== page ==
Financial Provision for Children
Schedule 1 claims Children Act 1989
Schedule 1 Claims are claims made in accordance with Schedule 1 to The Children Act 1989. These claims tend to arise where cohabiting parties separate. Unlike married couples, those who cohabit (live together) do not have any claims against each other as a result of their relationship.
Where there are children of that relationship the only claim that a party has is for child support which is the money that a parent without day-to-day care of the children must pay to a parent with day to day care to assist with the maintenance of the child or children involved. This is calculated by the Child Support Agency in accordance with a fixed formula. Other than child support which maybe paid through a voluntary arrangement between the parents or through the Child Support Agency there are no other claims that a parent can make against an ex partner. This can be particularly worrying for a parent who does not own or have any rights in the property in which the family were living. This could be particularly concerning where that parent will continue to be the main carer for the children. This is where the Children Act can play a role in addressing the financial needs of a child.
Schedule 1 claims allow the Court to address some of the financial needs of dependent children. It should be noted that the needs met are those of the child/ren and not those of the parent.
The Court has the power to award the following:-
- The transfer of a property. The housing needs of a child are met by transferring property (usually the former family home) to a parent until that child is an adult. The property always, except in very rare circumstances, reverts to the payer.
- Lump sum payments to cover capital expenditure. This is usually for items which depreciate such as cars, computers or perhaps to cover expenses already incurred.
- Periodical payments to address the costs of a child’s disability or school fees. Such payments are not awarded for general maintenance of a child as these payments come under the jurisdiction of the Child Support Agency. The Court can only award general maintenance payments where the paying party has a net income of over £104,000 per annum.
What Factors do the Court take into account
A Court will take into account all the circumstances of a case, but in particular they will have regard to the following factors in relation to the parent making the application:-
- Income, earning capacity, property, financial resources has/is likely to have in the foreseeable future;
- Financial needs, obligations and responsibilities has/is likely to have in the foreseeable future;
- Financial needs of the child;
- Income, earning capacity, property and other financial resources of the child;
- Physical or mental disability of the child;
- Manner in which the child was being or was expected to be educated or trained.
The Court also has regard to the same factors when considering the Respondent’s position (the party against whom the application is being made).
Schedule 1 claims can be very complex because there are many factors to consider. Such as;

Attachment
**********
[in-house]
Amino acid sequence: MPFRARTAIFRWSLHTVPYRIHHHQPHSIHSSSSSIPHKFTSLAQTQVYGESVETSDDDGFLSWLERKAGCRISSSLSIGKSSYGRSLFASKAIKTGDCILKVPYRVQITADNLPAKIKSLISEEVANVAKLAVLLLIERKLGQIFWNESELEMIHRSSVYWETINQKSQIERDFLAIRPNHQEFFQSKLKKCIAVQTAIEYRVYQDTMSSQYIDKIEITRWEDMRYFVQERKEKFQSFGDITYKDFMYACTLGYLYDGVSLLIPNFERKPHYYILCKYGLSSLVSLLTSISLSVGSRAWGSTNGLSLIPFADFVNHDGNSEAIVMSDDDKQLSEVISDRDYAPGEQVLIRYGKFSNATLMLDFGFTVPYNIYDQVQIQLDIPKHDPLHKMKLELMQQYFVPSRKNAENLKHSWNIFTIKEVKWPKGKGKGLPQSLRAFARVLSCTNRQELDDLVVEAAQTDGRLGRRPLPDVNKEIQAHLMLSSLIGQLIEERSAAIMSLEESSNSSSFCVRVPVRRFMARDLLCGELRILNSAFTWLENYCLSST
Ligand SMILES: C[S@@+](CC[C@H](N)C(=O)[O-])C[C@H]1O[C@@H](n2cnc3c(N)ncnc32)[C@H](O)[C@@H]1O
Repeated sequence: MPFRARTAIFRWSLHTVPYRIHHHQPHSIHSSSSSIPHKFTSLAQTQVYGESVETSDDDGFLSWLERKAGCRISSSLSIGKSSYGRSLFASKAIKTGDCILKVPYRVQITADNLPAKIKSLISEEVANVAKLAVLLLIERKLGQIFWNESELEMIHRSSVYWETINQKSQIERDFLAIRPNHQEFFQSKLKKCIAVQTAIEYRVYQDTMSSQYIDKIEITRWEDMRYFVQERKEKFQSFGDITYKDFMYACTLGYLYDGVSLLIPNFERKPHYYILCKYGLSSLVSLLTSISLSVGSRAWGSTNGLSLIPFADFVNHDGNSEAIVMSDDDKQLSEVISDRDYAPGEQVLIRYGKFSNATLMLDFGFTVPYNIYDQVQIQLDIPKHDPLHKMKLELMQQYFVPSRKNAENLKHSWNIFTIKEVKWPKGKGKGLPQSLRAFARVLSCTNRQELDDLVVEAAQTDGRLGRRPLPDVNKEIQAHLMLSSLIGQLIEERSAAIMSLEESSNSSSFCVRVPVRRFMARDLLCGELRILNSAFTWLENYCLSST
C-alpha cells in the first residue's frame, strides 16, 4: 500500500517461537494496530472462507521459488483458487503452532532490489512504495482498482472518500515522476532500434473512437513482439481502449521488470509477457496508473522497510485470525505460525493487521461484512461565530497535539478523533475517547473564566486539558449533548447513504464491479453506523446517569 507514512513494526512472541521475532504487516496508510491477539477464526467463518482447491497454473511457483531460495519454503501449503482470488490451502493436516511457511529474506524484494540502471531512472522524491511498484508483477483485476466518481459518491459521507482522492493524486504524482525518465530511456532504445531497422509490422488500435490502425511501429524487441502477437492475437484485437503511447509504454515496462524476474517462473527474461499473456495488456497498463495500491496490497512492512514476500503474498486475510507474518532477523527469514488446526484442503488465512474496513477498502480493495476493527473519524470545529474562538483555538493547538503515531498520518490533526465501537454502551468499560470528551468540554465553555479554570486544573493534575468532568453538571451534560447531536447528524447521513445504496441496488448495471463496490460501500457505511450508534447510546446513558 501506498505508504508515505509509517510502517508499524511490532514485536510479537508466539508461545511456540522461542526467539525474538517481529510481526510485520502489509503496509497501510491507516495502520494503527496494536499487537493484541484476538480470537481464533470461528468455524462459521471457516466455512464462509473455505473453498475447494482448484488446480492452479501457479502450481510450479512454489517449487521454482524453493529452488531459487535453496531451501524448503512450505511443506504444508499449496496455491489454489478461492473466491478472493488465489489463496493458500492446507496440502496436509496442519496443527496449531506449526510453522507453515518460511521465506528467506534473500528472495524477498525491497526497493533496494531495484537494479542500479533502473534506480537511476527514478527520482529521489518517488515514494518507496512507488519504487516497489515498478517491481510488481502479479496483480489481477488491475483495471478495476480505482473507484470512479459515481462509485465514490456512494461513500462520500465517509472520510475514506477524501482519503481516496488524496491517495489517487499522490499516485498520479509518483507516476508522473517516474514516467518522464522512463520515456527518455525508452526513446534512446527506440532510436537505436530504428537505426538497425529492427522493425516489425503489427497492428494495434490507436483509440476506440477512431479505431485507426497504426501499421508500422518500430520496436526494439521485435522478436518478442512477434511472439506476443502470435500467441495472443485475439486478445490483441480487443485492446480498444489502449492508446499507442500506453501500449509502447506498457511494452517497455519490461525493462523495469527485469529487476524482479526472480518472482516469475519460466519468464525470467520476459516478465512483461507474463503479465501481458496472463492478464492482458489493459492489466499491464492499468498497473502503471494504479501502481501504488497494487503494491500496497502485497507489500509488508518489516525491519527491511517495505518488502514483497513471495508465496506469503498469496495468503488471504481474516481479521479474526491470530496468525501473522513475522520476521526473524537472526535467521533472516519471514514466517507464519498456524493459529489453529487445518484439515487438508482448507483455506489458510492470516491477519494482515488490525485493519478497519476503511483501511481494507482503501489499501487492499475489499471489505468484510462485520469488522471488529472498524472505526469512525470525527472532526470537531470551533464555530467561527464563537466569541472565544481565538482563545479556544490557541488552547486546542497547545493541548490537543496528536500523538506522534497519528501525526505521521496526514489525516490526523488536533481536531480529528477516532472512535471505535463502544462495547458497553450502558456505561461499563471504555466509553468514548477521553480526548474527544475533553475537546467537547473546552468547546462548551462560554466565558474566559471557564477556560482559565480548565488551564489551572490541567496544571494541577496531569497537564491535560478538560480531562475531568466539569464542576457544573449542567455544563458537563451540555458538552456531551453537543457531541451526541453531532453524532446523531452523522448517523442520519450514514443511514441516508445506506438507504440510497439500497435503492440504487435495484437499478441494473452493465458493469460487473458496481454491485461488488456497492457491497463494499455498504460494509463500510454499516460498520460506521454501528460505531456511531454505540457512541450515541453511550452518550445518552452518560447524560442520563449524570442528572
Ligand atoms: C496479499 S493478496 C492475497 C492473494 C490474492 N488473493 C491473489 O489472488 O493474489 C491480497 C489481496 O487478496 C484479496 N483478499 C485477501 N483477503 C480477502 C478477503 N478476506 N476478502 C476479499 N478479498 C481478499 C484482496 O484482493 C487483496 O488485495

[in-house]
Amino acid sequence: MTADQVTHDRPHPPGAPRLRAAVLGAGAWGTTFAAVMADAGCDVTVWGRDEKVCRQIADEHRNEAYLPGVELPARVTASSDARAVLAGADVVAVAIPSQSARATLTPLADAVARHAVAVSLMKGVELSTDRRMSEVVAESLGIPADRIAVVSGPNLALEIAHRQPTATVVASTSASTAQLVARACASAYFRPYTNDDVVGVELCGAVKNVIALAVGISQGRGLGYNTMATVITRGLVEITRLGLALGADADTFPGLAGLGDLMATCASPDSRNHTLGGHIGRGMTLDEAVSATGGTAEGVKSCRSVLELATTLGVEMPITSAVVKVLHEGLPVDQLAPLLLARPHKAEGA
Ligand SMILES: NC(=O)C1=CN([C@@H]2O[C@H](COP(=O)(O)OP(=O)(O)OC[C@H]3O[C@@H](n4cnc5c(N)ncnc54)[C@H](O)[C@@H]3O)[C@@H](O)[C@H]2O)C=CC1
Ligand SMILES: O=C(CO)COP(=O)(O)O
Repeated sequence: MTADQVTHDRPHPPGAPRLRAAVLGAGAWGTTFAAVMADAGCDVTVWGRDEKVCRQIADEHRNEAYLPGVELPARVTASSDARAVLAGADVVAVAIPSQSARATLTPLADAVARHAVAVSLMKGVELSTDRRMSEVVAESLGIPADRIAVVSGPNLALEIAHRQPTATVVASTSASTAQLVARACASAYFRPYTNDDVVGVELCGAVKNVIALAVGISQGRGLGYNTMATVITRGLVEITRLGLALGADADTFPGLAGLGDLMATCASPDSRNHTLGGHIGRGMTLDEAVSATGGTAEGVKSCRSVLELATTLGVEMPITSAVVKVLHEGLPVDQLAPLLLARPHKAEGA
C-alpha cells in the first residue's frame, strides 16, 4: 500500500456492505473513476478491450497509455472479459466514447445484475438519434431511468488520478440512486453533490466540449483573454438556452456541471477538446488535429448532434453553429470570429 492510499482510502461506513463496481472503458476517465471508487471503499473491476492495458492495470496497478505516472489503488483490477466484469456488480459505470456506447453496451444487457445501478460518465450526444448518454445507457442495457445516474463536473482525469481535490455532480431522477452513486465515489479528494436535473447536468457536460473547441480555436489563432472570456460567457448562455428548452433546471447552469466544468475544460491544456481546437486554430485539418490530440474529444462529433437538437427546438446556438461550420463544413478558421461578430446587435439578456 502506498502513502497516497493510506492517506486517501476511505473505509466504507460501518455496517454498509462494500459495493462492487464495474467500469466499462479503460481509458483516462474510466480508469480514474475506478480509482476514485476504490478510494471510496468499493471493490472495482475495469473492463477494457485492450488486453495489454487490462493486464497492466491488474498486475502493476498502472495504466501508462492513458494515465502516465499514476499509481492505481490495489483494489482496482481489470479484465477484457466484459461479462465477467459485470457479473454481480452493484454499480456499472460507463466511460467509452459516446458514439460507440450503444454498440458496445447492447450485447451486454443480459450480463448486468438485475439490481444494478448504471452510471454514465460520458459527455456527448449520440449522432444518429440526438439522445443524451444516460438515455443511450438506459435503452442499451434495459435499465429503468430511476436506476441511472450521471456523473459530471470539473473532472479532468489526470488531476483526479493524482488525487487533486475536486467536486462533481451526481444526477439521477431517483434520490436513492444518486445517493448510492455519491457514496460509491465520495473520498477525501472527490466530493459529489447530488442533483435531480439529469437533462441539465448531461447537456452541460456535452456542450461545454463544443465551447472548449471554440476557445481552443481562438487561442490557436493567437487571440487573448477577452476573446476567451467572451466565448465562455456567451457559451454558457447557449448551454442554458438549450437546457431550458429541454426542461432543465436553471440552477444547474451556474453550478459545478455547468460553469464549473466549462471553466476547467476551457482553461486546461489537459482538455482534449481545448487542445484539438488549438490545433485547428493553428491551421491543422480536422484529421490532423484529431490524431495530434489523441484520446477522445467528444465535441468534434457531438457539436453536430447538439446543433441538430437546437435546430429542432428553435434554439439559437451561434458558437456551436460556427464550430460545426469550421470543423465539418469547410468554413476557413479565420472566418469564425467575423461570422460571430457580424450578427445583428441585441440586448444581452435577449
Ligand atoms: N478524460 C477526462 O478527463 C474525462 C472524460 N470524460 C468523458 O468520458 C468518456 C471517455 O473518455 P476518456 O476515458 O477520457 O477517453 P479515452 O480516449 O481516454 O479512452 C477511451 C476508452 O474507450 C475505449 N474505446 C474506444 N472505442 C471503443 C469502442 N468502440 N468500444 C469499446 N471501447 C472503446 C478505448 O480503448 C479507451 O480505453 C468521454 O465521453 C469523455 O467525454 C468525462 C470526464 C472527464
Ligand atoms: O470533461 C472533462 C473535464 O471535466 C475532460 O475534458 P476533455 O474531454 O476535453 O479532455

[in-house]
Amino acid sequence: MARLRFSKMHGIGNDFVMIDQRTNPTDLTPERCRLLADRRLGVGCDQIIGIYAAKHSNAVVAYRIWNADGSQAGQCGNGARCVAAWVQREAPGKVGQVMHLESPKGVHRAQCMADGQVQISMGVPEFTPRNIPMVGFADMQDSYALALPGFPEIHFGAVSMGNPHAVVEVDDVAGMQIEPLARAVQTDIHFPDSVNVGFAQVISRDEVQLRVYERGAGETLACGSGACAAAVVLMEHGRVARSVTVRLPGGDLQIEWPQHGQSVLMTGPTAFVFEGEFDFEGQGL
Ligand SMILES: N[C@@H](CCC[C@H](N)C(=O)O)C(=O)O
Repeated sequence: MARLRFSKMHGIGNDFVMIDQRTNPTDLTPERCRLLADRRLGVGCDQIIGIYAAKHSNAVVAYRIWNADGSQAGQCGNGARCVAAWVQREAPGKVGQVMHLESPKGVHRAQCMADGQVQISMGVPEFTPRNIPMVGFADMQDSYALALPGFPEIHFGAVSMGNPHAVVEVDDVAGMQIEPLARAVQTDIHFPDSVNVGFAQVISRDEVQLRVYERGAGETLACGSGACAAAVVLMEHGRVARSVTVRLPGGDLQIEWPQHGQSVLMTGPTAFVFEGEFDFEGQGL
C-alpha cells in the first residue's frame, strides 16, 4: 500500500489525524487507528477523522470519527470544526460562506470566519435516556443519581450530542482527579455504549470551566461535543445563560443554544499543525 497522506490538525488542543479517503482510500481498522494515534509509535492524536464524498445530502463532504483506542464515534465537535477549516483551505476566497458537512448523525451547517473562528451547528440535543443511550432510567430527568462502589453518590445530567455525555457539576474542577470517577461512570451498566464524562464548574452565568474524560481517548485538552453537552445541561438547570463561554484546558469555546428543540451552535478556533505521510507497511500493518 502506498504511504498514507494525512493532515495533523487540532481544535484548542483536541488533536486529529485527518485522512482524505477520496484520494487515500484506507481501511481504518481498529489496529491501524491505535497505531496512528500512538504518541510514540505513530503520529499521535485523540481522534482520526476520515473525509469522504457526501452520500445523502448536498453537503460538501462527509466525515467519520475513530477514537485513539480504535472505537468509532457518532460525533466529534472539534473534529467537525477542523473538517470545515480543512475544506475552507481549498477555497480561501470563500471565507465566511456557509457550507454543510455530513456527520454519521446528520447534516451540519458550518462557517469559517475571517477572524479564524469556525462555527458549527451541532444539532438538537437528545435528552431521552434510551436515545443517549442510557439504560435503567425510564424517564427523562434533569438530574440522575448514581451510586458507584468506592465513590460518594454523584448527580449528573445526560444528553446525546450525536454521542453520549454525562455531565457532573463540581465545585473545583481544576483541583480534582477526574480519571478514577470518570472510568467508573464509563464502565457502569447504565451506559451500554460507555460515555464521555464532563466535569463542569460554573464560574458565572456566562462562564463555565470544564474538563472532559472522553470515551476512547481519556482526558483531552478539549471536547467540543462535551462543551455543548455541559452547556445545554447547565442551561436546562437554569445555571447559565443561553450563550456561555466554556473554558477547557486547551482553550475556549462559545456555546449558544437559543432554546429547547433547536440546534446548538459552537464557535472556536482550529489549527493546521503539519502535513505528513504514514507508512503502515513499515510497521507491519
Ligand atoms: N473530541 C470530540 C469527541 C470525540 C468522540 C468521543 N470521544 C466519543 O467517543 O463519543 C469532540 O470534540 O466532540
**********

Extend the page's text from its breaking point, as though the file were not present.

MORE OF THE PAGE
- If one party owns the property outright there may be trust claims to resolve. This means that if one party has been contributing towards the property through mortgage payments, a contribution towards the deposit when the property was first purchased or has paid for renovation works they may have created an interest in the property even though the property documents state that they are not a legal owner of the property. Where there is a dispute about whether one party has created an interest in the property there may have to be separate Court proceedings to deal with that issue. Our page on unmarried couples will give you more information.
- Where the Court is dealing with couples who have modest resources it can be very difficult to try and create two households out of one.
- The Schedule 1 application can override property rights meaning that the Court can transfer a property belonging to one person to another (although the property will usually be returned to the paying party when the children reach majority).
- The Court will only make financial provision for the benefit of the children and not the adults concerned. Therefore some thought must given to future financial planning. If a parent has the benefit of a property transfer but that property must be returned to the other party when the child/ren reach 18 they may find themselves in difficult financial circumstances some years down the line especially if they are not on the property ladder.
- There can be tax implications to consider especially where the Court makes a transfer of property order. When the children reach majority and the property is to be returned to the other parent that property will no longer be his or her main residence and this could give rise to tax liabilities. Specialist tax advice may be required.
- It is very important that where a transfer of property is agreed between the parties in say mediation (i.e outside of Court proceedings) that the agreement is turned into a Court Order. The Court can only ever make one property transfer order and if it is made at an early stage this prevents an applicant from coming back for a second bite of the cherry in the future.
- Parties should also be very wary of costs orders. If a parent proceeds with a claim under Schedule 1 they must be aware that if they are unsuccessful in that claim the Court can order that they will be responsible for not only their own legal costs but the other parent’s costs too.